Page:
The Peace Process Works for Grown Ups, Too


During our conferences, last week, we spoke a lot about the social emotional growth of your children and I have a story to share to illustrate just this. There’s this thing I hear all the time: “You’re a preschool teacher, you must have a lot of patience!” To be honest, it's not just patience, it is so many other traits all wound together, but yes, I do have patience. I have a lot of patience with the tiny humans I spend time with because they are learning and growing, so they get a lot of grace from me as they navigate the world, however haphazardly they do so.

But I had a humbling moment the other day.

I got frustrated.

Really, really frustrated.

The details regarding how this intense frustration came about are not important, just that it was a million little things that piled up throughout the morning. I woke up on the wrong side of the bed, I didn’t have nearly enough coffee running through my veins, and even with my early-childhood patience of steel (TM) - I’m human and I get tired and frustrated just like anyone else. It must have shown on my face because I was sitting at the table and one of my students came up to me said, “Why you have that face?” It’s not that I wasn’t trying to hide it. The fact of the matter is, my class knows me that well. They know me as well as I know them because we have spent almost every single day, eight hours a day, together for a year and a half. We have a relationship.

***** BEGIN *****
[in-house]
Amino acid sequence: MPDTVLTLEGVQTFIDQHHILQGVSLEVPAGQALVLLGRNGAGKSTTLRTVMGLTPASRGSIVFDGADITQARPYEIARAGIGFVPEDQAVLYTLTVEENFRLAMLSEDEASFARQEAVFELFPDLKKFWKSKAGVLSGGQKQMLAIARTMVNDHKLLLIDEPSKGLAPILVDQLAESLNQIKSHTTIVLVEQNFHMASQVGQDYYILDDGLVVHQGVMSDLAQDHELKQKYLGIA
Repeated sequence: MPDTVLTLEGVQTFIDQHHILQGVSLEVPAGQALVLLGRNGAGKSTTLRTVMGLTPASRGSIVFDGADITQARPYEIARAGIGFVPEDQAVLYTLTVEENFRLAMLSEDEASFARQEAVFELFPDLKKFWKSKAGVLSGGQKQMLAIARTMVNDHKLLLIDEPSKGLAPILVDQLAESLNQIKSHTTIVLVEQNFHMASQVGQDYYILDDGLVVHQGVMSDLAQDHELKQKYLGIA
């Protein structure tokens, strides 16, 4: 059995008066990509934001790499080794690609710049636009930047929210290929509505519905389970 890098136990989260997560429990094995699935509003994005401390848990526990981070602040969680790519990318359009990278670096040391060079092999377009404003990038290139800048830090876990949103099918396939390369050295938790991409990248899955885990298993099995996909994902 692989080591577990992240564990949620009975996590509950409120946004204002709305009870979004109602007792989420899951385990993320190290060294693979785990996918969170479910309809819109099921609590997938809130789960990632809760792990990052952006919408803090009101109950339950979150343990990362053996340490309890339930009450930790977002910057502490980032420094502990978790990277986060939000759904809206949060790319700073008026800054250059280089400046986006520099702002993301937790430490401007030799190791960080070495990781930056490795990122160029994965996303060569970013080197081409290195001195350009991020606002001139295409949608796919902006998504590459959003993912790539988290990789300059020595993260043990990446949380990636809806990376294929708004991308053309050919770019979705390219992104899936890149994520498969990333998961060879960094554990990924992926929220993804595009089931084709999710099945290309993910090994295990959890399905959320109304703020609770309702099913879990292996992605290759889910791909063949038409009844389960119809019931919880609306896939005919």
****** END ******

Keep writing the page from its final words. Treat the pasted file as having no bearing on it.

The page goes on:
So I leveled with him. “I’m feeling really frustrated right now. That’s why I have that face.”

“What make you feel better?” He asked, staring up at me through his smudged glasses.

“I don’t know.” I told him. (Maybe a cruise along the coast of Greece.)

“Hmmm.” He said, looking over at our peace shelf. My students know what resources are in